The London REE Report: Graphene and L-ion Batteries

Xingcheng Xiao, Ping Liu, John S. Wang, M.W. Verbrugge and Michael P. Balogh (2010) Vertically aligned graphene electrode for lithium ion battery with high rate capability. Electrochemistry Communications doi: 10.1016/j.elecom.2010.12.016

The big news today is the interpretation of yesterday’s release of China’s REE export quotas for the first half of 2011. With that subject well covered on the RMB in three places, I’ll refrain from adding a fourth. Though I will give my traders perspective at the end of this update.

Just before Christmas there was an interesting update on the application of graphene in the improvement of Lithium-ion batteries. Faster charging, more power, and a cheaper battery looms. For us, that should eventually translate into better products, and increased REE demand in the second half of this decade. Dare to think big, as Westinghouse, Ferranti and AEG once did.

GM and HRL team use vertically aligned graphene nanosheets to increase Li-ion electrode capability
december 28, 2010

Researchers from General Motors Global Research & Development Center and HRL Labs report enhancing the high rate capability of Li-ion anode materials through the use of vertically aligned graphene nanosheets.

Their paper is in press in the journal Electrochemistry Communications. “In this paper, we demonstrated that the high rate capability of electrode can be achieved by engineering the existing electrode materials. A simple approach has been developed to align the graphene nanosheet vertically on current collector, which not only facilitates both lithium ion and electron transport, but also simplifies the electrode fabrication without involving binder and conductive additives.

over the next 10 years, Japanese manufacturers of lithium-ion batteries are investing heavily in new production facilities.

Since 2009 they have spent more than $3 billion in Japan and, counting low-interest loans and grants awarded to Nissan Motor Co.’s overseas affiliates, an estimated $5 billion globally

All are hoping to compete for a global market in 2020 – depending on which forecast proves correct – of between 5 million and 15 million electric cars and hybrids.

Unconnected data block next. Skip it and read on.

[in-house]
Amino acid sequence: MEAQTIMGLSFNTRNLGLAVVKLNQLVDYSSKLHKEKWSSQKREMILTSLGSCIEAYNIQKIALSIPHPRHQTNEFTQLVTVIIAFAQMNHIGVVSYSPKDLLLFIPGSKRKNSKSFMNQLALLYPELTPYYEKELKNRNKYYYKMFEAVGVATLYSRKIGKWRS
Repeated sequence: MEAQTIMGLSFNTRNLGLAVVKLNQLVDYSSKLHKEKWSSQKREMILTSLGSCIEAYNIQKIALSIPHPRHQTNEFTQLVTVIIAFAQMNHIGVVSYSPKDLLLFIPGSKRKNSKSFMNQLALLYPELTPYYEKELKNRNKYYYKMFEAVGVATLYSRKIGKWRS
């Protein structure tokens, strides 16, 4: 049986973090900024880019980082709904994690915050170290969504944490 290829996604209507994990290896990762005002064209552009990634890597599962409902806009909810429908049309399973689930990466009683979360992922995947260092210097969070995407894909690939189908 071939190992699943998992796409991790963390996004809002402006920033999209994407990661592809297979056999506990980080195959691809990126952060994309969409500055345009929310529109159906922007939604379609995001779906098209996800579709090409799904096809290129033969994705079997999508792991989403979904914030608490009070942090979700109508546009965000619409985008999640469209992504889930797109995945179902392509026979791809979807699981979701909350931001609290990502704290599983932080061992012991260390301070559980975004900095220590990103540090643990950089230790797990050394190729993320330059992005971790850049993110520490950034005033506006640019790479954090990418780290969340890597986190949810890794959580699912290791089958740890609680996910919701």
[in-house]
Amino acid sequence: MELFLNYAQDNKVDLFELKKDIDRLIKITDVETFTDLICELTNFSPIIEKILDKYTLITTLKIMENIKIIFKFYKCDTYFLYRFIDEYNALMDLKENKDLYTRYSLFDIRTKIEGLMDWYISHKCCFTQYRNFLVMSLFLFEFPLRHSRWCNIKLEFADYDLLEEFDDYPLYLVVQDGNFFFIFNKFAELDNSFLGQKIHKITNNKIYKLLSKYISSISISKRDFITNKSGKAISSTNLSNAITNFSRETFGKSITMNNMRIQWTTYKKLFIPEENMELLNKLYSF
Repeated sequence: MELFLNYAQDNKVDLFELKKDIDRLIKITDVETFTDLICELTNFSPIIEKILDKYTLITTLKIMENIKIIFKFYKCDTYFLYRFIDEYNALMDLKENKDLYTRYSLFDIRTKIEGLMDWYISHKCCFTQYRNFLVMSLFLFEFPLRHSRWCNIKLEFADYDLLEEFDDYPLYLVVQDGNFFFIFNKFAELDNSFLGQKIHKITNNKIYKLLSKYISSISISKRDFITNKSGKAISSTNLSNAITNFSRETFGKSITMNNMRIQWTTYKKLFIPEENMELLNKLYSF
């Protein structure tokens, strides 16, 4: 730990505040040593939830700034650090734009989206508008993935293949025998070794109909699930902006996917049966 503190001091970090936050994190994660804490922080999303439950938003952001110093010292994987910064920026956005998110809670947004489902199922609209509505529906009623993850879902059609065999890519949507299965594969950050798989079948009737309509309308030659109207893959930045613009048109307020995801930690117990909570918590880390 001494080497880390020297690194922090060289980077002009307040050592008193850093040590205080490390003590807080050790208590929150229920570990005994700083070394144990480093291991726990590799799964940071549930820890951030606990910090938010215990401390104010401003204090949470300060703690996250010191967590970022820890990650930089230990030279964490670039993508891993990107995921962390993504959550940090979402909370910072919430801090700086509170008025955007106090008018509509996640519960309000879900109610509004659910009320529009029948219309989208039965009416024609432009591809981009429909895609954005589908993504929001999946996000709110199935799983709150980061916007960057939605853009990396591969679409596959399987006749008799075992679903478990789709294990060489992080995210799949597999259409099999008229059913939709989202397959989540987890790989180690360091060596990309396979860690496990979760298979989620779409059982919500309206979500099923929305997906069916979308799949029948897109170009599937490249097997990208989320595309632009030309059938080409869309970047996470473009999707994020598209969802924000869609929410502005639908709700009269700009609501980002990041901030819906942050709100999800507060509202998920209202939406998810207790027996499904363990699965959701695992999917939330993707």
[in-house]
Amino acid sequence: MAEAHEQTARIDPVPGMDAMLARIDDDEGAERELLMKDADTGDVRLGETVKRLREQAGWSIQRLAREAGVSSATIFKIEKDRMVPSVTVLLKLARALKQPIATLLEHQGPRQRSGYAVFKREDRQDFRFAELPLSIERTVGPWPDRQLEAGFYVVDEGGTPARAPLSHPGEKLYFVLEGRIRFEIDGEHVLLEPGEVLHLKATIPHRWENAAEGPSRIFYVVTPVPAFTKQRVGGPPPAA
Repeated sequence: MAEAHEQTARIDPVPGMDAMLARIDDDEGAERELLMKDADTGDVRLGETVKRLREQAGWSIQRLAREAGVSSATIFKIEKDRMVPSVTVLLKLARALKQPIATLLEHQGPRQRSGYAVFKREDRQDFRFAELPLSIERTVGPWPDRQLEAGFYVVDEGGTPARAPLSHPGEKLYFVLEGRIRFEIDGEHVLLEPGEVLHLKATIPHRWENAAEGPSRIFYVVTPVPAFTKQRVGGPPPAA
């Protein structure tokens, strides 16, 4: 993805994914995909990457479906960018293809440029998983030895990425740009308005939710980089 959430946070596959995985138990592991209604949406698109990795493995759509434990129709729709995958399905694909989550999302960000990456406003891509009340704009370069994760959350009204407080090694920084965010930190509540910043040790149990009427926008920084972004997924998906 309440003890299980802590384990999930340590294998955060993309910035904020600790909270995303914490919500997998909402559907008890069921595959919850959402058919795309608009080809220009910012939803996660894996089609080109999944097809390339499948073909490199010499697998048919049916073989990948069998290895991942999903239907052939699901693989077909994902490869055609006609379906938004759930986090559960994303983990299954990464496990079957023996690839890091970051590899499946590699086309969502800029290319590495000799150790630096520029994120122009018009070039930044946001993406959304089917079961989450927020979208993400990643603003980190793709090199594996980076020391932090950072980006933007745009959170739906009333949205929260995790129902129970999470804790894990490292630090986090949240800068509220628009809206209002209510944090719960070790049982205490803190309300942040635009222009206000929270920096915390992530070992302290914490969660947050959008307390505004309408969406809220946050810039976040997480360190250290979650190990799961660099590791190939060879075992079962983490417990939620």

My traders take on the Chinese export numbers – buyers fear will probably drive the market. Even though this is only one half of the story, we have yet to see China’s intended production numbers for 2011, and of course we don’t know what the export numbers will be for H2 11 which in theory could be higher but probably won’t be, buyers will probably scramble to lock up supply as fast as they can, prepared to overpay if necessary, prepared to build inventory too. With articles like the one below, appearing in the WSJ, it’s safer to hold excess inventory, rather than run out later in the year.

DECEMBER 28, 2010

China Squeezes Foreigners for Share of Global Riches

BEIJING—Foreign companies have been teaming up with Chinese ones for years to gain access to the giant Chinese market. Now some of the world’s biggest companies are taking a risky but potentially rewarding second step—folding pieces of their world-wide operations into partnerships with Chinese companies to do business around the globe.

General Electric Co. is finalizing plans for a 50-50 joint venture with a Chinese military-jet maker to produce avionics, the electronic brains of aircraft. The deal with Aviation Industry Corp. of China would give GE access to a Chinese government project aimed at challenging Boeing Co. and Airbus in the civilian-aircraft market.

General Motors Co. established joint venture this year with SAIC Motor Corp., its longtime partner in China, to produce and sell their no-frills Wuling-brand microvans in India, and eventually in Southeast Asia and other emerging markets as well.

More.

More on Sunday. A very happy, healthy and prosperous New Year to all.